We are all used to hearing announcements of how high our aircraft is flying. But why is this? How high are aircraft permitted to operate, why do they do this, and what are the limitations of going higher? In this article, we will take a look at these questions.
Limits set for commercial aircraft
Each aircraft type has a limit set for its maximum permitted flying altitude, as well as a range for optimal operation. These limits guide the height that an aircraft flies at, rather than any legal or regulatory requirements. Although, of course, air traffic control in each airspace has authority over an aircraft’s altitude.
Most commercial aircraft are approved to fly at a maximum of around 42,000 feet, also known as a ‘service ceiling.’ For example, for the Airbus A380, this ceiling is 43,000 feet, while for the Boeing 787-8 and -9, it is 43,100 feet (41,100 feet for the 787-10).
To take another example – earlier 737s (up to the -500) have a ceiling of 37,000 feet. This ceiling was increased to 41,000 feet with the 737-600. For optimal operation, most aircraft will be guided to fly slightly lower than this, around 35,000 feet.
Concorde has been the only notable exception to this, with a maximum altitude of 60,000 feet.
Why fly so high?
There are several reasons why an aircraft would want to fly at such an altitude. Primarily it is for efficiency. At higher altitudes, the air is thinner. This produces less resistance, allowing the aircraft to fly faster using less fuel. Jet engines also operate more efficiently at a higher altitude, as they can be run closer to their maximum capabilities. There is a good discussion of this on the blog flightdeckfriend.com.
The exact height chosen for any flight will also depend on wind conditions. Aircraft will aim to take advantage of or minimize the adverse effects of high altitude jet stream winds and may adjust altitude to help with this. Pilots will also seek to reduce turbulence and weather effects.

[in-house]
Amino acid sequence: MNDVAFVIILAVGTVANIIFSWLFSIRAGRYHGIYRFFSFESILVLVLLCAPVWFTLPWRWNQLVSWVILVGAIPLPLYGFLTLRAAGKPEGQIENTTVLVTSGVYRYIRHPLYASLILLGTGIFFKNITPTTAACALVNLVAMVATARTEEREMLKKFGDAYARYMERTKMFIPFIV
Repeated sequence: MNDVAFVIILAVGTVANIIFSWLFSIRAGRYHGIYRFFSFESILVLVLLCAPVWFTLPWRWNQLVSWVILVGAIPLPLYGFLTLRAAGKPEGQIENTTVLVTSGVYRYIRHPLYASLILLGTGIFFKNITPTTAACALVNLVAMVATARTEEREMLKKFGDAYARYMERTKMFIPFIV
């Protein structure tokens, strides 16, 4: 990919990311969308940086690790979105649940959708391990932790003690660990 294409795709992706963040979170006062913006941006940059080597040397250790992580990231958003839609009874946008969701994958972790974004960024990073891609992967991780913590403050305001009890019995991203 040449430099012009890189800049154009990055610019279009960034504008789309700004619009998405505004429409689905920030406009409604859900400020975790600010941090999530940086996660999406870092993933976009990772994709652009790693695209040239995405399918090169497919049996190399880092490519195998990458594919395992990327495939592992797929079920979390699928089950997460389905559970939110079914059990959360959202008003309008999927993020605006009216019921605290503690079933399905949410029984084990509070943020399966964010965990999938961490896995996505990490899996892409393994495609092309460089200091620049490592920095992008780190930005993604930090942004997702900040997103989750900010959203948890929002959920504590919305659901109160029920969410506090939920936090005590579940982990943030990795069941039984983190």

Why don’t aircraft fly higher?
This then raises the question of why not fly higher than this? And why are there set ceiling limits? Although the thinner air creates efficiency advantages at altitude, there is a point where the air is too thin. Much thinner air means that the engines cannot produce enough trust, and the wings would not produce sufficient lift. There could also be problems restarting a failed engine at a higher altitude.
Also, there are also safety implications of flying at higher altitudes. In the event of cabin decompression, the aircraft will descend quickly to a lower altitude. This takes more time from a higher altitude and could endanger passengers. There are defined measures for the ‘time of useful consciousness (TUC)’ that describes how long a person would remain conscious. At 35,000 feet, this is 15 to 30 seconds; at 50,000 feet, this decreases to just five seconds. This time is vital to allow passengers to fit oxygen masks.
Some aircraft can fly higher
While commercial aircraft have ceilings set in line with both engine and TUC limits, private aircraft have more scope. Many smaller corporate jets are rated to a higher ceiling of 51,000 feet, for example. They often have larger engines relative to the aircraft size and weight which help achieve this.
Concorde has been the only significant exception amongst commercial aircraft. It was able to fly up to 60,000 feet due to the increased lift generated when flying at much higher speeds. At low altitudes, drag would prevent it from reaching its high speeds.
At these higher altitudes, Concorde carried increased risks for passengers from decompression. There were several features used to minimize this risk. It could descend much faster than other aircraft, due to its delta wing shape. It also had a system to assist with rapid emergency descent (some corporate jets also use a form of this). It is also why Concorde has much smaller windows – this would help slow a decompression if a window failed.